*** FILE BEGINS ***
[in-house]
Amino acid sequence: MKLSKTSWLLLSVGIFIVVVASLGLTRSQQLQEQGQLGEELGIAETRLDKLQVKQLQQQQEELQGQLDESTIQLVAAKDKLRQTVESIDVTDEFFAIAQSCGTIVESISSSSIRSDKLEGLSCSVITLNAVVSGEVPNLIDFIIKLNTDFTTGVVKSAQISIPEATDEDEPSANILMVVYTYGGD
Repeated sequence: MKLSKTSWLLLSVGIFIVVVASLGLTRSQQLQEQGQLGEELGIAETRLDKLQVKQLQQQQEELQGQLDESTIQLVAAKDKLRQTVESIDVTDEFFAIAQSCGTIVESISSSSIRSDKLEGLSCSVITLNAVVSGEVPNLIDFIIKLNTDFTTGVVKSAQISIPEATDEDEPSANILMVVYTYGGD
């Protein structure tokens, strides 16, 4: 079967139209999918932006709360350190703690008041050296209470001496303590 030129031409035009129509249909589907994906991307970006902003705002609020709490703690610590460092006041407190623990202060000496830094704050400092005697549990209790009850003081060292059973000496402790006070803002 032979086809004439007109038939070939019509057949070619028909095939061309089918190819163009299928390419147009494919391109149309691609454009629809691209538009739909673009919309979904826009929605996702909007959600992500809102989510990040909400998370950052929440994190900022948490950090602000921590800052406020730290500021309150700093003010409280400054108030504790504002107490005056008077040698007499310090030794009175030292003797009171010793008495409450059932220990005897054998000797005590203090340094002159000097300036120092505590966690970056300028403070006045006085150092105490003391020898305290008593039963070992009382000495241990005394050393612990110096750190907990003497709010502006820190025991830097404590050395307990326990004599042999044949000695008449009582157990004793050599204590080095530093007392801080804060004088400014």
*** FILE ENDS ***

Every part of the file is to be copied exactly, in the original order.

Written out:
[in-house]
Amino acid sequence: MKLSKTSWLLLSVGIFIVVVASLGLTRSQQLQEQGQLGEELGIAETRLDKLQVKQLQQQQEELQGQLDESTIQLVAAKDKLRQTVESIDVTDEFFAIAQSCGTIVESISSSSIRSDKLEGLSCSVITLNAVVSGEVPNLIDFIIKLNTDFTTGVVKSAQISIPEATDEDEPSANILMVVYTYGGD
Repeated sequence: MKLSKTSWLLLSVGIFIVVVASLGLTRSQQLQEQGQLGEELGIAETRLDKLQVKQLQQQQEELQGQLDESTIQLVAAKDKLRQTVESIDVTDEFFAIAQSCGTIVESISSSSIRSDKLEGLSCSVITLNAVVSGEVPNLIDFIIKLNTDFTTGVVKSAQISIPEATDEDEPSANILMVVYTYGGD
């Protein structure tokens, strides 16, 4: 079967139209999918932006709360350190703690008041050296209470001496303590 030129031409035009129509249909589907994906991307970006902003705002609020709490703690610590460092006041407190623990202060000496830094704050400092005697549990209790009850003081060292059973000496402790006070803002 032979086809004439007109038939070939019509057949070619028909095939061309089918190819163009299928390419147009494919391109149309691609454009629809691209538009739909673009919309979904826009929605996702909007959600992500809102989510990040909400998370950052929440994190900022948490950090602000921590800052406020730290500021309150700093003010409280400054108030504790504002107490005056008077040698007499310090030794009175030292003797009171010793008495409450059932220990005897054998000797005590203090340094002159000097300036120092505590966690970056300028403070006045006085150092105490003391020898305290008593039963070992009382000495241990005394050393612990110096750190907990003497709010502006820190025991830097404590050395307990326990004599042999044949000695008449009582157990004793050599204590080095530093007392801080804060004088400014």